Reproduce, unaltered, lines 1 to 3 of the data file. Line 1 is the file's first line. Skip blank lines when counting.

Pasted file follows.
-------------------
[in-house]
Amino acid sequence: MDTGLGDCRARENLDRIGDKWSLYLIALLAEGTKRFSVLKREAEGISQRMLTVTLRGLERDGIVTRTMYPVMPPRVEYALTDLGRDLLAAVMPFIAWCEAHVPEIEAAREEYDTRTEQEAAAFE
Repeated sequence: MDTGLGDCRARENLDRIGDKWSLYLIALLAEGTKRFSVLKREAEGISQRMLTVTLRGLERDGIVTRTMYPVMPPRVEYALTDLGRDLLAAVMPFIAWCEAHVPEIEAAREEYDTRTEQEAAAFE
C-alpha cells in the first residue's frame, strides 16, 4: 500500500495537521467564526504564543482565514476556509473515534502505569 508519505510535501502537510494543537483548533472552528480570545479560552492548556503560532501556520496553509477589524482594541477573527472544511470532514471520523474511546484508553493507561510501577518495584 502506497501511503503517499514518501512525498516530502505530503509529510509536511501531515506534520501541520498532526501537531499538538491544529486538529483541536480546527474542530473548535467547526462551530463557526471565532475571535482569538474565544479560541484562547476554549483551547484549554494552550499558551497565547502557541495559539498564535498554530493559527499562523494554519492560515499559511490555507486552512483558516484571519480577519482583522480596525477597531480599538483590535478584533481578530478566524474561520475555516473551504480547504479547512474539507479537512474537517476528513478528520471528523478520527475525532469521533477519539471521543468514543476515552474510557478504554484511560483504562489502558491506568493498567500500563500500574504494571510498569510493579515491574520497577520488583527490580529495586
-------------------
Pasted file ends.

[in-house]
Amino acid sequence: MDTGLGDCRARENLDRIGDKWSLYLIALLAEGTKRFSVLKREAEGISQRMLTVTLRGLERDGIVTRTMYPVMPPRVEYALTDLGRDLLAAVMPFIAWCEAHVPEIEAAREEYDTRTEQEAAAFE
Repeated sequence: MDTGLGDCRARENLDRIGDKWSLYLIALLAEGTKRFSVLKREAEGISQRMLTVTLRGLERDGIVTRTMYPVMPPRVEYALTDLGRDLLAAVMPFIAWCEAHVPEIEAAREEYDTRTEQEAAAFE